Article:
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Industrial Action Threatened Over Council Pensions
THE GOVERNMENT has reneged on another 'commitment' given union leaders in the 'Warwick deal', this time over pensions.
Dave Gorton, Derbyshire County UNISON coordinator, personal capacity
The original 83 concessions were already down to 56 by the time of Blair's speech to the TUC. At this rate, far from being a 'radical agenda', there won't be enough left to actually constitute an agenda!
Labour is attacking the local government pension scheme by forcing through increases in the retirement age for hundreds of thousands of council workers. Even Dave Prentis, the general secretary of UNISON, not known for his militancy, warned: "Industrial action is now a very real possibility".
UNISON's last two conferences instructed the executive to call a strike ballot should the pension scheme be attacked. Whilst Prentis' words are welcome, they will be empty rhetoric unless the union mounts an immediate campaign.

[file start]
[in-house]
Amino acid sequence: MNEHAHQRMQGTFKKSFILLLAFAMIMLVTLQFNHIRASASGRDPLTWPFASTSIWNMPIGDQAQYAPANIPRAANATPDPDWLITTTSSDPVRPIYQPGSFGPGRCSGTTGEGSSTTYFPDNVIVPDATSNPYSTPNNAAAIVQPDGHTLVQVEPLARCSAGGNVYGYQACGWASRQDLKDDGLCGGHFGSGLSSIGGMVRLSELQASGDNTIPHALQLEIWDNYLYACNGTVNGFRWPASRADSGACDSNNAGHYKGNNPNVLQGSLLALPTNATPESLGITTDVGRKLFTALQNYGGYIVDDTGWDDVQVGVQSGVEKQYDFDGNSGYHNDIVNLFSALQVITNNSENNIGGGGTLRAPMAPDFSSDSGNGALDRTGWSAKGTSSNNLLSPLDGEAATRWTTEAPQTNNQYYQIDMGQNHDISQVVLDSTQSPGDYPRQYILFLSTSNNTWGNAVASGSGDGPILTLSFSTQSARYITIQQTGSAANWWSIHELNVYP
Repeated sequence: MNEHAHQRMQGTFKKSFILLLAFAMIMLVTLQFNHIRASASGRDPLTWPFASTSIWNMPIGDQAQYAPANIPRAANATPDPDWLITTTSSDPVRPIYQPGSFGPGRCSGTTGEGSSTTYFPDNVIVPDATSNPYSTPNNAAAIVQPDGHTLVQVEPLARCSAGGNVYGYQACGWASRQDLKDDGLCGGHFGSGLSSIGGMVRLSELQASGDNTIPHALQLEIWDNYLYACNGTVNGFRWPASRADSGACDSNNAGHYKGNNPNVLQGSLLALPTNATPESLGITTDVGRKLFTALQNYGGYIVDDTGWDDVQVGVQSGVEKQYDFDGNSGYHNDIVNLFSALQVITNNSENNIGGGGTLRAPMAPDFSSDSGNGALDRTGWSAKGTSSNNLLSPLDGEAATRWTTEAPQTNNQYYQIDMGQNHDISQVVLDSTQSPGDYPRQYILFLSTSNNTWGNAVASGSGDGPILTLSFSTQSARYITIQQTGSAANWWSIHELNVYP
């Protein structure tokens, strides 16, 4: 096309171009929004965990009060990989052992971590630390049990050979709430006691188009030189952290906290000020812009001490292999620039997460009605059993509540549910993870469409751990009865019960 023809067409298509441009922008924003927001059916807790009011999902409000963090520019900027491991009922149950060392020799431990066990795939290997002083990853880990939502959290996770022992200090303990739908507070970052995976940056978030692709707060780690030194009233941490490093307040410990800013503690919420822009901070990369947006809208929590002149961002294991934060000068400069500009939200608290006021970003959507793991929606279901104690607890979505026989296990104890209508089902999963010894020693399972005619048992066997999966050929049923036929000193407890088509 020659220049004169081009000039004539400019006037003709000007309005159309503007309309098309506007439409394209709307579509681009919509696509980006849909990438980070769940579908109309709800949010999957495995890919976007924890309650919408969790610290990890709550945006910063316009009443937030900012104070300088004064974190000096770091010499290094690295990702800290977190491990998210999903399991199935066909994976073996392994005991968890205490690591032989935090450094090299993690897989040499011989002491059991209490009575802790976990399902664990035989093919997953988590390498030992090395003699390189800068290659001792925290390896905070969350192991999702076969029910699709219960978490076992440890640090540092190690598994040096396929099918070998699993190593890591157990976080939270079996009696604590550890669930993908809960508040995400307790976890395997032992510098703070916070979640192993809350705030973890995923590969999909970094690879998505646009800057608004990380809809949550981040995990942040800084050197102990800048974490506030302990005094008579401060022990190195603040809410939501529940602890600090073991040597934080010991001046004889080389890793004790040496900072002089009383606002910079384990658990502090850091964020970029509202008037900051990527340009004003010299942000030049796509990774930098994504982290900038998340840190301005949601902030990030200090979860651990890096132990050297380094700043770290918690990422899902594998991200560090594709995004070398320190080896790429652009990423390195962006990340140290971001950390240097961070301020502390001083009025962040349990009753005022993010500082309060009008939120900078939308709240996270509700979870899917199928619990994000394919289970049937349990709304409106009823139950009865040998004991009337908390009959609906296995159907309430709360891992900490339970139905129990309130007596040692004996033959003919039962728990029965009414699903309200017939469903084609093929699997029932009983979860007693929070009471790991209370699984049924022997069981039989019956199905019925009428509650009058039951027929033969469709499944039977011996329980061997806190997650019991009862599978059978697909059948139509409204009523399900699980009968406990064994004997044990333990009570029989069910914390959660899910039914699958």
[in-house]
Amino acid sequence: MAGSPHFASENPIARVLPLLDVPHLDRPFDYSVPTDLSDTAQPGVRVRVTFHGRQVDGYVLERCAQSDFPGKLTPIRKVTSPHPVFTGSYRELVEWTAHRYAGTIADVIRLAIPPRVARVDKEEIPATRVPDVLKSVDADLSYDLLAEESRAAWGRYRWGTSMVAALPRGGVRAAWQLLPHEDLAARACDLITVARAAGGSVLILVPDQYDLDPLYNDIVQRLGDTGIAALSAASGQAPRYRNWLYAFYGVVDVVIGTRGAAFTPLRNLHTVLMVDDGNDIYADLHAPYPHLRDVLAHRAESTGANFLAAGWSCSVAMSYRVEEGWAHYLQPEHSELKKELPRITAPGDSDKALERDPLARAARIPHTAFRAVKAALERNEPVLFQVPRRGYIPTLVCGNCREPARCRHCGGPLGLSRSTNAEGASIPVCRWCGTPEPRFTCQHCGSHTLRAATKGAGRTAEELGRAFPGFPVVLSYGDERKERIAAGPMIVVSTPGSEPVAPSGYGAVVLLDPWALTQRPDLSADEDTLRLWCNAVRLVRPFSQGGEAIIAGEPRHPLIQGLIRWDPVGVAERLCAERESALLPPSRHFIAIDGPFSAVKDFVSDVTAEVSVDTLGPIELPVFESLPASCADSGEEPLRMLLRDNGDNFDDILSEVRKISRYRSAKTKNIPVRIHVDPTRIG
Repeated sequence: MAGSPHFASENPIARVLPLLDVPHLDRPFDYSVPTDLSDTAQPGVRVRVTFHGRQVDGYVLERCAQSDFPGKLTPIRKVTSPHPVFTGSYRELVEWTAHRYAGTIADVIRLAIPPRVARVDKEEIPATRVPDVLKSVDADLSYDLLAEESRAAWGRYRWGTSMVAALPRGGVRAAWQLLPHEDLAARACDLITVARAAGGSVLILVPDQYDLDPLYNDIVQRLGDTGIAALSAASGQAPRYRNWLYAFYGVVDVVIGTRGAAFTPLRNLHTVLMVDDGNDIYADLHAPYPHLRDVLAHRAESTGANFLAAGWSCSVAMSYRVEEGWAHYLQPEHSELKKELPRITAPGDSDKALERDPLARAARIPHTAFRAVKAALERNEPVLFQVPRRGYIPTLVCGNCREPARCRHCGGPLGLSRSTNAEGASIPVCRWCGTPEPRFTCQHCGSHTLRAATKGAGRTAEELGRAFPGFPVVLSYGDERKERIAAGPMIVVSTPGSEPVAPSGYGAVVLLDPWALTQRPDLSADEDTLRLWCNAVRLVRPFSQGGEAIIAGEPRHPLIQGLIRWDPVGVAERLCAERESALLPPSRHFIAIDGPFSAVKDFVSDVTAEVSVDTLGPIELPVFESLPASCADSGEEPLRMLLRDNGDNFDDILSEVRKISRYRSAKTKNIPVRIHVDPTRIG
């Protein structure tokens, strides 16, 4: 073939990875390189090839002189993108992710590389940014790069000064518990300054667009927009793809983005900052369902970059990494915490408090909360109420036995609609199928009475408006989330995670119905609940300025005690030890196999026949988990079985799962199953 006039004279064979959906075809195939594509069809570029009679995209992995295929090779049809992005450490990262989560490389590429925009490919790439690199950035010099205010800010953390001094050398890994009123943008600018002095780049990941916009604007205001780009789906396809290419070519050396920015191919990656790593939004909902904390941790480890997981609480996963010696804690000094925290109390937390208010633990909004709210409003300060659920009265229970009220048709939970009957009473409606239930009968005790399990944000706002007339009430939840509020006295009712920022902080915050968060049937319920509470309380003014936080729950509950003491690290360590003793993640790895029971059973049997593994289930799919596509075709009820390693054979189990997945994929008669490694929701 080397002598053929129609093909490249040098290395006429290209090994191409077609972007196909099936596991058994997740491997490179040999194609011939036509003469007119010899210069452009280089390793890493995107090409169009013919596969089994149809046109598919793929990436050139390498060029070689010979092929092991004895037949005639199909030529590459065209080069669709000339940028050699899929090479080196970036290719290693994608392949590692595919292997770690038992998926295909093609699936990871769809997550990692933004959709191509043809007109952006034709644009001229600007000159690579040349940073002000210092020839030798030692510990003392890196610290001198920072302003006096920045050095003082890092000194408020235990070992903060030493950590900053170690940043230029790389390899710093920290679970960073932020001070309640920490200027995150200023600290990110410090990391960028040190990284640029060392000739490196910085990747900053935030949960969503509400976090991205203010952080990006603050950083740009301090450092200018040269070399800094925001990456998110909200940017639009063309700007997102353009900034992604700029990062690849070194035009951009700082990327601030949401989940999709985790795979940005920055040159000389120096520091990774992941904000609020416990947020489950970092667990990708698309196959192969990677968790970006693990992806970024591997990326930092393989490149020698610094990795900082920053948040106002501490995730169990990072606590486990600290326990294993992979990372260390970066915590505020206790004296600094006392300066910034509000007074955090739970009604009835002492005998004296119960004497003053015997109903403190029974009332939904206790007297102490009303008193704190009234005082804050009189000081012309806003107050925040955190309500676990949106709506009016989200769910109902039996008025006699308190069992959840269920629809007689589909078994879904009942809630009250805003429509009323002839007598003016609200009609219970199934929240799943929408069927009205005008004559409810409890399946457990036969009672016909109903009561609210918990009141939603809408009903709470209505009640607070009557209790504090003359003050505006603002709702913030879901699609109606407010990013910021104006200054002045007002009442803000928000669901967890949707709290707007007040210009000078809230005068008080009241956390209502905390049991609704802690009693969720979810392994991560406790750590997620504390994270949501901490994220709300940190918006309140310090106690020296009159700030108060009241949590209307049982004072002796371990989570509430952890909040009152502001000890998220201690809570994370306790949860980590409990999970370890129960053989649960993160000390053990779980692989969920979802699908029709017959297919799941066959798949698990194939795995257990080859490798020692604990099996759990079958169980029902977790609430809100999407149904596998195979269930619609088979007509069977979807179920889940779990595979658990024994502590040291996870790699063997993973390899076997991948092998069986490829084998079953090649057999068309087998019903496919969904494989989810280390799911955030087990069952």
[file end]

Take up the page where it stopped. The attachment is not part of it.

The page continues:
A golden opportunity was missed earlier this year when leaflets were issued to members detailing the government attacks and the temporary victory the union had then won in delaying changes but failing to mention union policy on industrial action.
The issue of pensions is a live one for workers as they see the very real threat to what is their 'deferred pay' but it would be wrong to expect them to vote for action without a campaign giving them confidence that the union's leadership is backing them.
In The Socialist 2 October 2004:
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